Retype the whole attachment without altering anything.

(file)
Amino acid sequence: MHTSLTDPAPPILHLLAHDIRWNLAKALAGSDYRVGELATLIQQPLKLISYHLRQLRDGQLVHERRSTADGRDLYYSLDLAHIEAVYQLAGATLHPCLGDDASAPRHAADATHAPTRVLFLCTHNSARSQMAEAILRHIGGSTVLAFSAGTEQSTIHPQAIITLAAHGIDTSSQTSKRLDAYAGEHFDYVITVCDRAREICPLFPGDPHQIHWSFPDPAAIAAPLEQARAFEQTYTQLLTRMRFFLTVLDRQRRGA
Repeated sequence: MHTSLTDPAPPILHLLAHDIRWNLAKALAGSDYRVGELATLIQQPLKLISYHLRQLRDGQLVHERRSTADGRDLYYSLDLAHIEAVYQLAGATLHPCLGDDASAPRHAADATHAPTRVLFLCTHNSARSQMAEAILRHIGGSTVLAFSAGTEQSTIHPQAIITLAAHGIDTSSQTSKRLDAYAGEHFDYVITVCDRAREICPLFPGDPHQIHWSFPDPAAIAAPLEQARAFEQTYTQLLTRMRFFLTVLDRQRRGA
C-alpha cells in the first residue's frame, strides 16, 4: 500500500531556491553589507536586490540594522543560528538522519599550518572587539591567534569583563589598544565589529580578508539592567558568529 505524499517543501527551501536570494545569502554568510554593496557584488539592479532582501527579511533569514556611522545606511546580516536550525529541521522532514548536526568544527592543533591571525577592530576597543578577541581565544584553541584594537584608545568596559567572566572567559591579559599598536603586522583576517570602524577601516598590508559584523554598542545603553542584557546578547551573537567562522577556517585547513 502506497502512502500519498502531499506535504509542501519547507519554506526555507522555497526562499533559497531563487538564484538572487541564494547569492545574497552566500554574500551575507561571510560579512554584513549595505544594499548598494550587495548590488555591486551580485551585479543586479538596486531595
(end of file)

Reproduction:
Amino acid sequence: MHTSLTDPAPPILHLLAHDIRWNLAKALAGSDYRVGELATLIQQPLKLISYHLRQLRDGQLVHERRSTADGRDLYYSLDLAHIEAVYQLAGATLHPCLGDDASAPRHAADATHAPTRVLFLCTHNSARSQMAEAILRHIGGSTVLAFSAGTEQSTIHPQAIITLAAHGIDTSSQTSKRLDAYAGEHFDYVITVCDRAREICPLFPGDPHQIHWSFPDPAAIAAPLEQARAFEQTYTQLLTRMRFFLTVLDRQRRGA
Repeated sequence: MHTSLTDPAPPILHLLAHDIRWNLAKALAGSDYRVGELATLIQQPLKLISYHLRQLRDGQLVHERRSTADGRDLYYSLDLAHIEAVYQLAGATLHPCLGDDASAPRHAADATHAPTRVLFLCTHNSARSQMAEAILRHIGGSTVLAFSAGTEQSTIHPQAIITLAAHGIDTSSQTSKRLDAYAGEHFDYVITVCDRAREICPLFPGDPHQIHWSFPDPAAIAAPLEQARAFEQTYTQLLTRMRFFLTVLDRQRRGA
C-alpha cells in the first residue's frame, strides 16, 4: 500500500531556491553589507536586490540594522543560528538522519599550518572587539591567534569583563589598544565589529580578508539592567558568529 505524499517543501527551501536570494545569502554568510554593496557584488539592479532582501527579511533569514556611522545606511546580516536550525529541521522532514548536526568544527592543533591571525577592530576597543578577541581565544584553541584594537584608545568596559567572566572567559591579559599598536603586522583576517570602524577601516598590508559584523554598542545603553542584557546578547551573537567562522577556517585547513 502506497502512502500519498502531499506535504509542501519547507519554506526555507522555497526562499533559497531563487538564484538572487541564494547569492545574497552566500554574500551575507561571510560579512554584513549595505544594499548598494550587495548590488555591486551580485551585479543586479538596486531595